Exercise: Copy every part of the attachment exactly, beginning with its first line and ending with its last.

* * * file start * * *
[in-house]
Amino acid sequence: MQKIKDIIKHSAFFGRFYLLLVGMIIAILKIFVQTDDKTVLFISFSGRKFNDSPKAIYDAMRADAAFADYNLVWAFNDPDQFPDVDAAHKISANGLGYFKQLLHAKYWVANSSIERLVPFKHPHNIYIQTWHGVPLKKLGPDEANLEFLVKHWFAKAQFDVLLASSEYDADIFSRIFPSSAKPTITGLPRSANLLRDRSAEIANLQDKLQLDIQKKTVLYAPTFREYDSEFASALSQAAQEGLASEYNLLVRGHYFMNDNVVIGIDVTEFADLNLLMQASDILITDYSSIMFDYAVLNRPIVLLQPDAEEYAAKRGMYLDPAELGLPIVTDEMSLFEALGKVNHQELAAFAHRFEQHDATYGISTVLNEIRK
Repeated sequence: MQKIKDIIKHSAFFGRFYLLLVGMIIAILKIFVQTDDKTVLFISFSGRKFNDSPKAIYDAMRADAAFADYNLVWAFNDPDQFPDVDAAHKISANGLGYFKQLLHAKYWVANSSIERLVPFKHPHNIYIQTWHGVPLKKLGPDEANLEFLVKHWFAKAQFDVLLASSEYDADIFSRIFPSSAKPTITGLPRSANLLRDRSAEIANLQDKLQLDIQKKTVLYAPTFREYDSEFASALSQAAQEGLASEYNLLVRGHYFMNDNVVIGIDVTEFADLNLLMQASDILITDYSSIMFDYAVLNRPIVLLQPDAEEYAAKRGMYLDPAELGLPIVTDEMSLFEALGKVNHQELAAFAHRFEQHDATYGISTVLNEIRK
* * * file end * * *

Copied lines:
[in-house]
Amino acid sequence: MQKIKDIIKHSAFFGRFYLLLVGMIIAILKIFVQTDDKTVLFISFSGRKFNDSPKAIYDAMRADAAFADYNLVWAFNDPDQFPDVDAAHKISANGLGYFKQLLHAKYWVANSSIERLVPFKHPHNIYIQTWHGVPLKKLGPDEANLEFLVKHWFAKAQFDVLLASSEYDADIFSRIFPSSAKPTITGLPRSANLLRDRSAEIANLQDKLQLDIQKKTVLYAPTFREYDSEFASALSQAAQEGLASEYNLLVRGHYFMNDNVVIGIDVTEFADLNLLMQASDILITDYSSIMFDYAVLNRPIVLLQPDAEEYAAKRGMYLDPAELGLPIVTDEMSLFEALGKVNHQELAAFAHRFEQHDATYGISTVLNEIRK
Repeated sequence: MQKIKDIIKHSAFFGRFYLLLVGMIIAILKIFVQTDDKTVLFISFSGRKFNDSPKAIYDAMRADAAFADYNLVWAFNDPDQFPDVDAAHKISANGLGYFKQLLHAKYWVANSSIERLVPFKHPHNIYIQTWHGVPLKKLGPDEANLEFLVKHWFAKAQFDVLLASSEYDADIFSRIFPSSAKPTITGLPRSANLLRDRSAEIANLQDKLQLDIQKKTVLYAPTFREYDSEFASALSQAAQEGLASEYNLLVRGHYFMNDNVVIGIDVTEFADLNLLMQASDILITDYSSIMFDYAVLNRPIVLLQPDAEEYAAKRGMYLDPAELGLPIVTDEMSLFEALGKVNHQELAAFAHRFEQHDATYGISTVLNEIRK